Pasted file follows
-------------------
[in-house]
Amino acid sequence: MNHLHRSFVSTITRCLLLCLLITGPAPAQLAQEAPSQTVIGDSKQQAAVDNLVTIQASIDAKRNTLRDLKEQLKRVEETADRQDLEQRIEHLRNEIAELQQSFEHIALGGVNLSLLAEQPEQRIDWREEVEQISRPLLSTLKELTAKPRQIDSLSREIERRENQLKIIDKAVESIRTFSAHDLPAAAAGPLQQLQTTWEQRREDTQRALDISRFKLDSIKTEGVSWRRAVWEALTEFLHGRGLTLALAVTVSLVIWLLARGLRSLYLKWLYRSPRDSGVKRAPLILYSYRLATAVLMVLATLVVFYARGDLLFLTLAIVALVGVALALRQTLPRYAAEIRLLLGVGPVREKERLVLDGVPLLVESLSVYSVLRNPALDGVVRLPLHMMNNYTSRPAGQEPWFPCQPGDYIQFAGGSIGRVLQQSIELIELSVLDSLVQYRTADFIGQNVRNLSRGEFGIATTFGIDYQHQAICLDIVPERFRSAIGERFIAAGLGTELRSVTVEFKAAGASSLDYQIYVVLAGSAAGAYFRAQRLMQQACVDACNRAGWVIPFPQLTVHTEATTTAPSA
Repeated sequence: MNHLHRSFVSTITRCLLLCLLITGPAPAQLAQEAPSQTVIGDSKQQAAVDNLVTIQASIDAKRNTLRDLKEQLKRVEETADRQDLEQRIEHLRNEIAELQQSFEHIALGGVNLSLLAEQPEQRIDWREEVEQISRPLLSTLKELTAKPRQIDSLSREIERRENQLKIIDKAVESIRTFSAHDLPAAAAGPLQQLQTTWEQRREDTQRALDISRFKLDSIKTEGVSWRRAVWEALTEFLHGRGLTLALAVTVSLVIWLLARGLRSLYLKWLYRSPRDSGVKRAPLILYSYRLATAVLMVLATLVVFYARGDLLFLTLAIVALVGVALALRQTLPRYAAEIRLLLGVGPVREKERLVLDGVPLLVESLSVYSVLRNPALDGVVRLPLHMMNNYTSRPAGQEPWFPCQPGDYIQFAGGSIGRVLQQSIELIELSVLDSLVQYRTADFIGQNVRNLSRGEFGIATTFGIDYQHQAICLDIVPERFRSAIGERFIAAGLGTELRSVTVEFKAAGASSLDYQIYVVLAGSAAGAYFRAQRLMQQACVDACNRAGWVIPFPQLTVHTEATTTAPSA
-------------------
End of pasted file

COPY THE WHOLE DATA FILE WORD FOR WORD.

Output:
[in-house]
Amino acid sequence: MNHLHRSFVSTITRCLLLCLLITGPAPAQLAQEAPSQTVIGDSKQQAAVDNLVTIQASIDAKRNTLRDLKEQLKRVEETADRQDLEQRIEHLRNEIAELQQSFEHIALGGVNLSLLAEQPEQRIDWREEVEQISRPLLSTLKELTAKPRQIDSLSREIERRENQLKIIDKAVESIRTFSAHDLPAAAAGPLQQLQTTWEQRREDTQRALDISRFKLDSIKTEGVSWRRAVWEALTEFLHGRGLTLALAVTVSLVIWLLARGLRSLYLKWLYRSPRDSGVKRAPLILYSYRLATAVLMVLATLVVFYARGDLLFLTLAIVALVGVALALRQTLPRYAAEIRLLLGVGPVREKERLVLDGVPLLVESLSVYSVLRNPALDGVVRLPLHMMNNYTSRPAGQEPWFPCQPGDYIQFAGGSIGRVLQQSIELIELSVLDSLVQYRTADFIGQNVRNLSRGEFGIATTFGIDYQHQAICLDIVPERFRSAIGERFIAAGLGTELRSVTVEFKAAGASSLDYQIYVVLAGSAAGAYFRAQRLMQQACVDACNRAGWVIPFPQLTVHTEATTTAPSA
Repeated sequence: MNHLHRSFVSTITRCLLLCLLITGPAPAQLAQEAPSQTVIGDSKQQAAVDNLVTIQASIDAKRNTLRDLKEQLKRVEETADRQDLEQRIEHLRNEIAELQQSFEHIALGGVNLSLLAEQPEQRIDWREEVEQISRPLLSTLKELTAKPRQIDSLSREIERRENQLKIIDKAVESIRTFSAHDLPAAAAGPLQQLQTTWEQRREDTQRALDISRFKLDSIKTEGVSWRRAVWEALTEFLHGRGLTLALAVTVSLVIWLLARGLRSLYLKWLYRSPRDSGVKRAPLILYSYRLATAVLMVLATLVVFYARGDLLFLTLAIVALVGVALALRQTLPRYAAEIRLLLGVGPVREKERLVLDGVPLLVESLSVYSVLRNPALDGVVRLPLHMMNNYTSRPAGQEPWFPCQPGDYIQFAGGSIGRVLQQSIELIELSVLDSLVQYRTADFIGQNVRNLSRGEFGIATTFGIDYQHQAICLDIVPERFRSAIGERFIAAGLGTELRSVTVEFKAAGASSLDYQIYVVLAGSAAGAYFRAQRLMQQACVDACNRAGWVIPFPQLTVHTEATTTAPSA